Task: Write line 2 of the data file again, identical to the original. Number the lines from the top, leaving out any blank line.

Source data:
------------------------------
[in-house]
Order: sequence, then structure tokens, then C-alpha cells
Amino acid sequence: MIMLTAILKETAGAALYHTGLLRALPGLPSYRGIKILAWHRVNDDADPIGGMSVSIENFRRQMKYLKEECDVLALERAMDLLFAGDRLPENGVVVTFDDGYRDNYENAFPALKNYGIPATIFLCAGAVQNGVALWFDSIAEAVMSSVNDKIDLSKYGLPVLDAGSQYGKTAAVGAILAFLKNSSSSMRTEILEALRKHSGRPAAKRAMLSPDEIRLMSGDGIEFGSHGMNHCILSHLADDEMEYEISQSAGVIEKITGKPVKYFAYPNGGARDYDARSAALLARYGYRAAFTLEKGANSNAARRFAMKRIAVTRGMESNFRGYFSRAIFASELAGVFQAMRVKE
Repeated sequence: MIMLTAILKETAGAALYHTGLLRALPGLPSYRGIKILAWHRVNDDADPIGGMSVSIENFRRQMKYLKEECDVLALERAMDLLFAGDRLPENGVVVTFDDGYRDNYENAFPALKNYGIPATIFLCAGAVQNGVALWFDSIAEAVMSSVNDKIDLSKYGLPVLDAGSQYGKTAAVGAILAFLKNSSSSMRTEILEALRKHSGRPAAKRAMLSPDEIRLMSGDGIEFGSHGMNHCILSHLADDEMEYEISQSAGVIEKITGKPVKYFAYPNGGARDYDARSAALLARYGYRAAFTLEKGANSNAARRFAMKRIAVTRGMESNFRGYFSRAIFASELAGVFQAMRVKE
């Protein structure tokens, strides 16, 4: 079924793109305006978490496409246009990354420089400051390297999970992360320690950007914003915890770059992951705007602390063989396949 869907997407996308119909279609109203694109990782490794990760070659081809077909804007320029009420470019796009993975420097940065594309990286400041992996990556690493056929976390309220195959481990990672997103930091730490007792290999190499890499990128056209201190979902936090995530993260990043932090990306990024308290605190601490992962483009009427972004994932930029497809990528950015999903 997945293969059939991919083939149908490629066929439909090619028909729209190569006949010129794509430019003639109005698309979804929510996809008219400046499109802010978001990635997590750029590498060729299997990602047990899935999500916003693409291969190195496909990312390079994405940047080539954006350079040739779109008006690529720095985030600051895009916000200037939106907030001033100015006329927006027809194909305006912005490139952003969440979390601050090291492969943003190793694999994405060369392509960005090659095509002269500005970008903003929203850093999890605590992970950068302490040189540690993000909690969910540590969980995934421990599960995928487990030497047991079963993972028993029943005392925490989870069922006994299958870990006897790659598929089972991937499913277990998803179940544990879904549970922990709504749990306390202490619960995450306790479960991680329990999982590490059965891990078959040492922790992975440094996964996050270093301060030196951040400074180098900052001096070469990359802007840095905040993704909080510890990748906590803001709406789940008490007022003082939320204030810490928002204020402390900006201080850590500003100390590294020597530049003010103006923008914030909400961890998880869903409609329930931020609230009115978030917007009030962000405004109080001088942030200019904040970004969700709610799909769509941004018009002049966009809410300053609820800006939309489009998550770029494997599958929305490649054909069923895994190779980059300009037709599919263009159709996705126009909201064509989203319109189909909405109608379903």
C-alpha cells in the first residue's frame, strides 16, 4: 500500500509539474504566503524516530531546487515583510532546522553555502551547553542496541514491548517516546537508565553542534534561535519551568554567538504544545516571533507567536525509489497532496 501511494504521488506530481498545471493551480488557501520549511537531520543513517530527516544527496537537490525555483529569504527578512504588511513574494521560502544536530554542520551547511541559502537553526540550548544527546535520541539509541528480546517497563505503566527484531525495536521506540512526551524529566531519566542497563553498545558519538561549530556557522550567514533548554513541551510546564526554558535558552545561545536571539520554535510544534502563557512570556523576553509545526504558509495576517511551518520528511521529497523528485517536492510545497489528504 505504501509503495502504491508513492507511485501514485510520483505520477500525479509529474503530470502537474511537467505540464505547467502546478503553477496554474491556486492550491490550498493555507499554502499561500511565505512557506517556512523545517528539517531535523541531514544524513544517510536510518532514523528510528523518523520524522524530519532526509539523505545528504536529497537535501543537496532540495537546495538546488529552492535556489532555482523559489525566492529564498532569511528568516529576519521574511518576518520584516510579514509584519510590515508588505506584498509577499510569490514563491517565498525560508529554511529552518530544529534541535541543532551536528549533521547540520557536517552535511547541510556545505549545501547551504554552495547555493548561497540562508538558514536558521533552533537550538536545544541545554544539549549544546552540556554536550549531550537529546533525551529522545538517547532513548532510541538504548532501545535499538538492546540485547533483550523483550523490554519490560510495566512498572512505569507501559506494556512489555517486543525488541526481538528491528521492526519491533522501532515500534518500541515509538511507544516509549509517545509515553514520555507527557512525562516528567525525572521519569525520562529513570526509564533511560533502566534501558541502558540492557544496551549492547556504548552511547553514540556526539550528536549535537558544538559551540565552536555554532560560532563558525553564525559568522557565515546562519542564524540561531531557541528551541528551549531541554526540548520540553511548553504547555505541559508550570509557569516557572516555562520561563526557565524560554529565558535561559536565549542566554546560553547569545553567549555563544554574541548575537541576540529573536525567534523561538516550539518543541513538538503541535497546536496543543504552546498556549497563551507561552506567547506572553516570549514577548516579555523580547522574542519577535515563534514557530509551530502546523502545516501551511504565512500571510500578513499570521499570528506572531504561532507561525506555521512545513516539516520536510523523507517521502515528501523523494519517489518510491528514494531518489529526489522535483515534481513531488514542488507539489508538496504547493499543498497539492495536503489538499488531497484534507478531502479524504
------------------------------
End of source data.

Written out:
Order: sequence, then structure tokens, then C-alpha cells